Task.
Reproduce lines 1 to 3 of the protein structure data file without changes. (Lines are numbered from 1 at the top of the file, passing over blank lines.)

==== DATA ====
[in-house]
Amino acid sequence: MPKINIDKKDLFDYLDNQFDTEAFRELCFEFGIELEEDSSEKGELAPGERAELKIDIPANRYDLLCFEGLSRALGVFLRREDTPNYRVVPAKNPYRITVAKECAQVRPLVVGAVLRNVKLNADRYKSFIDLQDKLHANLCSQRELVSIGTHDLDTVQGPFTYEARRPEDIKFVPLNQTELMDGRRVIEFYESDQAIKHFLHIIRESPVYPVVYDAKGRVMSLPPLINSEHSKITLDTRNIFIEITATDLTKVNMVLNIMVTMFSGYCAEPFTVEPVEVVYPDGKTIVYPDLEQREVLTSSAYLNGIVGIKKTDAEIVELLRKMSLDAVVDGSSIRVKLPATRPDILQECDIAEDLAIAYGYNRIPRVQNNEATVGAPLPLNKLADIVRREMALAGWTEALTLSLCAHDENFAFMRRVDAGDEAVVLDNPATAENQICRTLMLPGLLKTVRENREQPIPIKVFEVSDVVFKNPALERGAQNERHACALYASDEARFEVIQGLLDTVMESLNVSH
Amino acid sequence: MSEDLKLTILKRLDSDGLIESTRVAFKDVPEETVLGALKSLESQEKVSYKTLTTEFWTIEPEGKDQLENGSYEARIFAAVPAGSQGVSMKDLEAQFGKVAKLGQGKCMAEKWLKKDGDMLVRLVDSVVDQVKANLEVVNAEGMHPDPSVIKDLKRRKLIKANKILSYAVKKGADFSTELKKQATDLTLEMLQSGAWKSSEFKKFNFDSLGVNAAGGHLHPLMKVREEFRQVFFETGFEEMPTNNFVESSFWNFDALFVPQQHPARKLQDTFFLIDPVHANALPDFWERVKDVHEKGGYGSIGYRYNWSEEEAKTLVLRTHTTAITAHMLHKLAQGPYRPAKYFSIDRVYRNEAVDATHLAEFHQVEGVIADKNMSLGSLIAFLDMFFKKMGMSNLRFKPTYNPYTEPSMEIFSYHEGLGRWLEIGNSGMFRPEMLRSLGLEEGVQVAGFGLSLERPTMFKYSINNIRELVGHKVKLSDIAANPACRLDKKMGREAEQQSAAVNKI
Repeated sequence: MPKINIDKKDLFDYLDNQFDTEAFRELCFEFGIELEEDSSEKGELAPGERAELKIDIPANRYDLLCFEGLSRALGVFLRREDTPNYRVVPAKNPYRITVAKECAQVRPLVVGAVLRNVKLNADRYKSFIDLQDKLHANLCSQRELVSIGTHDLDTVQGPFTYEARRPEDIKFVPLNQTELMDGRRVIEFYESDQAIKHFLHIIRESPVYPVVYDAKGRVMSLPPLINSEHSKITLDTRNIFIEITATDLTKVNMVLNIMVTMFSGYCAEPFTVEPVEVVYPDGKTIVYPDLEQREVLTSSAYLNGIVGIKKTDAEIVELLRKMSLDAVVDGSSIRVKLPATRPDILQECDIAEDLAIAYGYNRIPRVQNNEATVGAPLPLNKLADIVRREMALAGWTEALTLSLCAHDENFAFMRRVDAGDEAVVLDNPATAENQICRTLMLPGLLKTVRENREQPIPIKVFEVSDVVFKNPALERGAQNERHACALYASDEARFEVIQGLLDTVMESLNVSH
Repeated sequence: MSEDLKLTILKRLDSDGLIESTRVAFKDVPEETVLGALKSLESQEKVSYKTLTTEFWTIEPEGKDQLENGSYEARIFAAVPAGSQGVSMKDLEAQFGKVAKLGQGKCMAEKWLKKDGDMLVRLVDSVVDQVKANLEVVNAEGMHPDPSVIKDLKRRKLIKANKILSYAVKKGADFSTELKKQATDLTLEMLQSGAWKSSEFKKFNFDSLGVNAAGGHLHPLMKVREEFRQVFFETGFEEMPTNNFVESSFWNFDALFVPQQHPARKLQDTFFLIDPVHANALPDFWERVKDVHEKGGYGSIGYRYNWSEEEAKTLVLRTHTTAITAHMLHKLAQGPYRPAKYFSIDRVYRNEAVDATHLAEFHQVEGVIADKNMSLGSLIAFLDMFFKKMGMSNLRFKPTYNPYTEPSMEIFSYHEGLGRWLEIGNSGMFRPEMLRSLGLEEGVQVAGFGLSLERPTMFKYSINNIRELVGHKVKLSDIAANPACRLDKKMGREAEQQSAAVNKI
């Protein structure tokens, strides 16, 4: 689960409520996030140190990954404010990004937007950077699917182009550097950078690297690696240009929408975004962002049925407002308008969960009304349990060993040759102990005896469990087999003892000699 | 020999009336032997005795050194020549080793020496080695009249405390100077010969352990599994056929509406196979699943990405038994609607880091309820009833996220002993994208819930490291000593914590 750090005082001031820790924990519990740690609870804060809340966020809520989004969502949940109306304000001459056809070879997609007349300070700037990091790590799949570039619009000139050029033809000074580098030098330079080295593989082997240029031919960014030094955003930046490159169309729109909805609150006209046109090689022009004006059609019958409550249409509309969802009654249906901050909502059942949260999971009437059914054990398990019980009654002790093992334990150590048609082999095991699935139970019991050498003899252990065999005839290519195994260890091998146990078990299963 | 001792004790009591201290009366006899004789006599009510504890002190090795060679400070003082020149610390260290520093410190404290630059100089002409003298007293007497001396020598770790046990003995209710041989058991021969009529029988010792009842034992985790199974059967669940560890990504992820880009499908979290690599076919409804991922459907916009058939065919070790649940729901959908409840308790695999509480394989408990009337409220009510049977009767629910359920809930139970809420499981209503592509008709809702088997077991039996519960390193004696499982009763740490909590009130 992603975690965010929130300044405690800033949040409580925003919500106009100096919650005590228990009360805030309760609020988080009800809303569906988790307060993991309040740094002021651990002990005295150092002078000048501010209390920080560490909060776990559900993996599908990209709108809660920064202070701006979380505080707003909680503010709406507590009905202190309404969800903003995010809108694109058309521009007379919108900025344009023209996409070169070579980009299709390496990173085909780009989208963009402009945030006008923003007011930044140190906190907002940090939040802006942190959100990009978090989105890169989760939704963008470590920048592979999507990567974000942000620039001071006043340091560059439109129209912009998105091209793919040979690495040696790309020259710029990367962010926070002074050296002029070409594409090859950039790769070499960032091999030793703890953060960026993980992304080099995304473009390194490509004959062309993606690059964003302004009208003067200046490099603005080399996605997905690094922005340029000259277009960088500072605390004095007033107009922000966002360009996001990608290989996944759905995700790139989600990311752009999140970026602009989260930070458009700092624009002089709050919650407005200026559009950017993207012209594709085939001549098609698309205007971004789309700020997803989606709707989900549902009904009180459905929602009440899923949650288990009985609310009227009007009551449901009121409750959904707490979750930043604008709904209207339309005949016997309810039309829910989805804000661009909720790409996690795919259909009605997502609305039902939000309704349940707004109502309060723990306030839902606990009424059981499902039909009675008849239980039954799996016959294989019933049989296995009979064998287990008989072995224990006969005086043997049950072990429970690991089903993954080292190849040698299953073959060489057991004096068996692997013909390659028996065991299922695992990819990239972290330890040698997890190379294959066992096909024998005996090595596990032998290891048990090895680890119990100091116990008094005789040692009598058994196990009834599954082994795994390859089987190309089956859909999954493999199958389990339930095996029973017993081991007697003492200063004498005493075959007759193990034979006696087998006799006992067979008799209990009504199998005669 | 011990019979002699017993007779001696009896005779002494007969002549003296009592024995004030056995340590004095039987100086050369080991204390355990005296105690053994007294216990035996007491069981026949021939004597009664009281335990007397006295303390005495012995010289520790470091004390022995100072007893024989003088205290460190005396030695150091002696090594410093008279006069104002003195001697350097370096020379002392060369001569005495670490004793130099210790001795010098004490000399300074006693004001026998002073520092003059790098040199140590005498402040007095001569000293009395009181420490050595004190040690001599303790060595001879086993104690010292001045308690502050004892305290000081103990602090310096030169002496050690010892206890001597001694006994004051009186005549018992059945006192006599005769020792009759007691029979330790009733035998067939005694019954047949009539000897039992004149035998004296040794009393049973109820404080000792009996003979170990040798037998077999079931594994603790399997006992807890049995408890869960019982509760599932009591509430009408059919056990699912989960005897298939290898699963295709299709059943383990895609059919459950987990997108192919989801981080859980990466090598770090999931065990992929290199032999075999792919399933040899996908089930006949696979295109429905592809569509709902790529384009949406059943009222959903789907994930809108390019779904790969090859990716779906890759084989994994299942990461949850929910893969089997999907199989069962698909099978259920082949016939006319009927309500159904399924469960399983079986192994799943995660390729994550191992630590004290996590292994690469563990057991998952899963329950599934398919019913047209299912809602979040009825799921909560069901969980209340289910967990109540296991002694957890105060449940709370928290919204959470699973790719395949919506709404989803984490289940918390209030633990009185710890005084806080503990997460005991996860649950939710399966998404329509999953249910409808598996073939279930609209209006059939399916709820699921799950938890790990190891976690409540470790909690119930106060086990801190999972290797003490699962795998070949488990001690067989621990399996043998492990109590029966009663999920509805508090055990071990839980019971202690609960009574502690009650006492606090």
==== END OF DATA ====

[in-house]
Amino acid sequence: MPKINIDKKDLFDYLDNQFDTEAFRELCFEFGIELEEDSSEKGELAPGERAELKIDIPANRYDLLCFEGLSRALGVFLRREDTPNYRVVPAKNPYRITVAKECAQVRPLVVGAVLRNVKLNADRYKSFIDLQDKLHANLCSQRELVSIGTHDLDTVQGPFTYEARRPEDIKFVPLNQTELMDGRRVIEFYESDQAIKHFLHIIRESPVYPVVYDAKGRVMSLPPLINSEHSKITLDTRNIFIEITATDLTKVNMVLNIMVTMFSGYCAEPFTVEPVEVVYPDGKTIVYPDLEQREVLTSSAYLNGIVGIKKTDAEIVELLRKMSLDAVVDGSSIRVKLPATRPDILQECDIAEDLAIAYGYNRIPRVQNNEATVGAPLPLNKLADIVRREMALAGWTEALTLSLCAHDENFAFMRRVDAGDEAVVLDNPATAENQICRTLMLPGLLKTVRENREQPIPIKVFEVSDVVFKNPALERGAQNERHACALYASDEARFEVIQGLLDTVMESLNVSH
Amino acid sequence: MSEDLKLTILKRLDSDGLIESTRVAFKDVPEETVLGALKSLESQEKVSYKTLTTEFWTIEPEGKDQLENGSYEARIFAAVPAGSQGVSMKDLEAQFGKVAKLGQGKCMAEKWLKKDGDMLVRLVDSVVDQVKANLEVVNAEGMHPDPSVIKDLKRRKLIKANKILSYAVKKGADFSTELKKQATDLTLEMLQSGAWKSSEFKKFNFDSLGVNAAGGHLHPLMKVREEFRQVFFETGFEEMPTNNFVESSFWNFDALFVPQQHPARKLQDTFFLIDPVHANALPDFWERVKDVHEKGGYGSIGYRYNWSEEEAKTLVLRTHTTAITAHMLHKLAQGPYRPAKYFSIDRVYRNEAVDATHLAEFHQVEGVIADKNMSLGSLIAFLDMFFKKMGMSNLRFKPTYNPYTEPSMEIFSYHEGLGRWLEIGNSGMFRPEMLRSLGLEEGVQVAGFGLSLERPTMFKYSINNIRELVGHKVKLSDIAANPACRLDKKMGREAEQQSAAVNKI